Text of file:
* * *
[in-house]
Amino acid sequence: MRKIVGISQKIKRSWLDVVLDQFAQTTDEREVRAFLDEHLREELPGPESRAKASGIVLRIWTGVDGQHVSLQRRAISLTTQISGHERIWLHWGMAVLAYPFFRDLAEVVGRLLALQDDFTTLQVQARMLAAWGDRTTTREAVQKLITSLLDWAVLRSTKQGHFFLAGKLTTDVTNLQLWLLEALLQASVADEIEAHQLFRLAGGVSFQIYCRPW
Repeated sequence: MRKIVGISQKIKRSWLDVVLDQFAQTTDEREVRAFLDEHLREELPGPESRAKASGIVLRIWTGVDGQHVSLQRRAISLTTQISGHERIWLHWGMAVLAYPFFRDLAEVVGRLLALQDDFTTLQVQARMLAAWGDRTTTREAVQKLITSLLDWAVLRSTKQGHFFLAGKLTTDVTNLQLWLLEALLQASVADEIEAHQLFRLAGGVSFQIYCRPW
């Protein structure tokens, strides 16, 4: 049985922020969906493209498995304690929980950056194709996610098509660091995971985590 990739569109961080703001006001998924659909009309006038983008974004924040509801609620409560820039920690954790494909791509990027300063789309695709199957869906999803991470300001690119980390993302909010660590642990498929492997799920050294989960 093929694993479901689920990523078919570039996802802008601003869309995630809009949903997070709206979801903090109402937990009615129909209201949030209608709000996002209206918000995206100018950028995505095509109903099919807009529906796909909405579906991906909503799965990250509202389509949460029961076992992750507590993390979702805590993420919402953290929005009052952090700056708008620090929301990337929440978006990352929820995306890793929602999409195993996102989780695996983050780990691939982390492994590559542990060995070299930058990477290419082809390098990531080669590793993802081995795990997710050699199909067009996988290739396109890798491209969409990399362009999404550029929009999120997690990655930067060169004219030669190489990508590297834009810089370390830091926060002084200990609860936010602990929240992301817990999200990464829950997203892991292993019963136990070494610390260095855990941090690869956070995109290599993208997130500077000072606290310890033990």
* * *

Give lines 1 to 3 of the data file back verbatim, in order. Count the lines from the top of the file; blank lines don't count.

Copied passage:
[in-house]
Amino acid sequence: MRKIVGISQKIKRSWLDVVLDQFAQTTDEREVRAFLDEHLREELPGPESRAKASGIVLRIWTGVDGQHVSLQRRAISLTTQISGHERIWLHWGMAVLAYPFFRDLAEVVGRLLALQDDFTTLQVQARMLAAWGDRTTTREAVQKLITSLLDWAVLRSTKQGHFFLAGKLTTDVTNLQLWLLEALLQASVADEIEAHQLFRLAGGVSFQIYCRPW
Repeated sequence: MRKIVGISQKIKRSWLDVVLDQFAQTTDEREVRAFLDEHLREELPGPESRAKASGIVLRIWTGVDGQHVSLQRRAISLTTQISGHERIWLHWGMAVLAYPFFRDLAEVVGRLLALQDDFTTLQVQARMLAAWGDRTTTREAVQKLITSLLDWAVLRSTKQGHFFLAGKLTTDVTNLQLWLLEALLQASVADEIEAHQLFRLAGGVSFQIYCRPW